Google Mobile is a service designed to be accessed on mobile devices such as phones. The service can be accessed using a standard browser at and when I tried it out I learned a few things. For a start the search page is written in XHTML using the XHTML Mobile 1.0 DTD. You might guess that this applies also to the results pages and you would be correct. What is more interesting though is that when you click on one of the results you see the page via a WML proxy machine called, which turns the page into the same form of XHTML! A quick test showed that it is possible to use this proxy machine directly yourself. For example ends up looking like this.

The URL I gave on 2004-09-27 for an article at Google Watch is now giving a 404 error. On further investigation it seem that the article was updated on 2005-06-04 and is now available at a new URL. It was interesting to read this article again, and I lead me to take another look at Scroogle.


A security expert has agreed never to repeat what he knows about flaws in software from networking giant Cisco.


Need a certificate for your website? Don't fancy paying Verisign $349 for a one year certificate? Well you don't have to - CAcert provides SSL certificates for free. There will be a CAcert assurance event at the forthcoming Linux 2005 conference in Swansea.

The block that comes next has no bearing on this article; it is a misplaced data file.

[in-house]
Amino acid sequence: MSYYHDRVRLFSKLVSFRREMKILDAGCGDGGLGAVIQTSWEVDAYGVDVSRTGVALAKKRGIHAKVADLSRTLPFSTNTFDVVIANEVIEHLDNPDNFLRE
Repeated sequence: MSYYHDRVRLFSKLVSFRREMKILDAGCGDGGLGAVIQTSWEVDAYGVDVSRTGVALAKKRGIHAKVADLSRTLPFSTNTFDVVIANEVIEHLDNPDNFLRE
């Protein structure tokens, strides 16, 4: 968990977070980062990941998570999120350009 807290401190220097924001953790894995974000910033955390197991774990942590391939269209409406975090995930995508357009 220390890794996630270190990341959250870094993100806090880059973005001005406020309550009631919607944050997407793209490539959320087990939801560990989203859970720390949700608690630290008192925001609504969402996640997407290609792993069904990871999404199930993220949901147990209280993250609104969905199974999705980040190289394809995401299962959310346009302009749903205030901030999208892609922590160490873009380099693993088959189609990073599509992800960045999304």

The EURid website explains the new top level .eu domain.


If you want to look at something on a website that requires registration but you are fed up of creating new accounts then enter the URL in BugMeNot and it may well give you a username/password that you can use!


Here is a useful Introduction to Spyware Keyloggers by Sachin Shetty.


Google now offers satellite photographs of many locations in the US and Canada.

The 6th International Conference on Cyber Crime has just taken place in Cairo. Apparently a police officer was discovered walking round the secure conference area with a live virus on his Nokia 6600!


It appears that a new weblogging engine called Typo is gaining fans rapidly.

The Web Standards Project is a grassroots coalition fighting for standards that ensure simple, affordable access to web technologies for all. They have released the ACID 2 browser test to help browser vendors ensure proper support for web standards in their products.

Slashdot has something about a new technique for tracking website visitors which uses Flash MX to track you without using cookies. They also have something about PDF Tracking.


Orbit Research is an independent UK company specialising in satellite Internet connection systems, space education and satellite earth station and satellite communication products.

Hyperglossary have a good XML Introduction. But I have just found a really excellent introduction within ATPO: Outline Exchange and XML, Part 1: History.